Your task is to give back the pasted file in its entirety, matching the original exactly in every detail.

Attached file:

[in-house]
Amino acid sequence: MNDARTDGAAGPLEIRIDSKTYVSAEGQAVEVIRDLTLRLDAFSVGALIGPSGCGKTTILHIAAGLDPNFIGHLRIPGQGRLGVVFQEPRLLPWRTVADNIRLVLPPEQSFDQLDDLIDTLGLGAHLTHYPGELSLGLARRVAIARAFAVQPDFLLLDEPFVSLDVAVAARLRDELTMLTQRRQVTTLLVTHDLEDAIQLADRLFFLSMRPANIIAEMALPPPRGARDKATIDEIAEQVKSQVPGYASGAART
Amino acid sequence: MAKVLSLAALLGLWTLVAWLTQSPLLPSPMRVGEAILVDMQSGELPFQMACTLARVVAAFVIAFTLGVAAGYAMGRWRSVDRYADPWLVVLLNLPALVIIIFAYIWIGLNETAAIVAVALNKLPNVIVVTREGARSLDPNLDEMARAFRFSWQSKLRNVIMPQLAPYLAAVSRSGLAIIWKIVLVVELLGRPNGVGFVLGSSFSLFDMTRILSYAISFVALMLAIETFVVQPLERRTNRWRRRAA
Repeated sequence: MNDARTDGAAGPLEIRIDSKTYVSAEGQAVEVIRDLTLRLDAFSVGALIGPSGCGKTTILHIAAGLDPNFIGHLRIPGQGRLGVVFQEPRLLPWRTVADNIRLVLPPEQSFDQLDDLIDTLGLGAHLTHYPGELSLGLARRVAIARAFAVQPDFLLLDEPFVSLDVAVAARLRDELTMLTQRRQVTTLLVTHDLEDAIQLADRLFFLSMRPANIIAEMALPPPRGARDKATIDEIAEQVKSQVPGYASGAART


[in-house]
Amino acid sequence: MNDARTDGAAGPLEIRIDSKTYVSAEGQAVEVIRDLTLRLDAFSVGALIGPSGCGKTTILHIAAGLDPNFIGHLRIPGQGRLGVVFQEPRLLPWRTVADNIRLVLPPEQSFDQLDDLIDTLGLGAHLTHYPGELSLGLARRVAIARAFAVQPDFLLLDEPFVSLDVAVAARLRDELTMLTQRRQVTTLLVTHDLEDAIQLADRLFFLSMRPANIIAEMALPPPRGARDKATIDEIAEQVKSQVPGYASGAART
Amino acid sequence: MAKVLSLAALLGLWTLVAWLTQSPLLPSPMRVGEAILVDMQSGELPFQMACTLARVVAAFVIAFTLGVAAGYAMGRWRSVDRYADPWLVVLLNLPALVIIIFAYIWIGLNETAAIVAVALNKLPNVIVVTREGARSLDPNLDEMARAFRFSWQSKLRNVIMPQLAPYLAAVSRSGLAIIWKIVLVVELLGRPNGVGFVLGSSFSLFDMTRILSYAISFVALMLAIETFVVQPLERRTNRWRRRAA
Repeated sequence: MNDARTDGAAGPLEIRIDSKTYVSAEGQAVEVIRDLTLRLDAFSVGALIGPSGCGKTTILHIAAGLDPNFIGHLRIPGQGRLGVVFQEPRLLPWRTVADNIRLVLPPEQSFDQLDDLIDTLGLGAHLTHYPGELSLGLARRVAIARAFAVQPDFLLLDEPFVSLDVAVAARLRDELTMLTQRRQVTTLLVTHDLEDAIQLADRLFFLSMRPANIIAEMALPPPRGARDKATIDEIAEQVKSQVPGYASGAART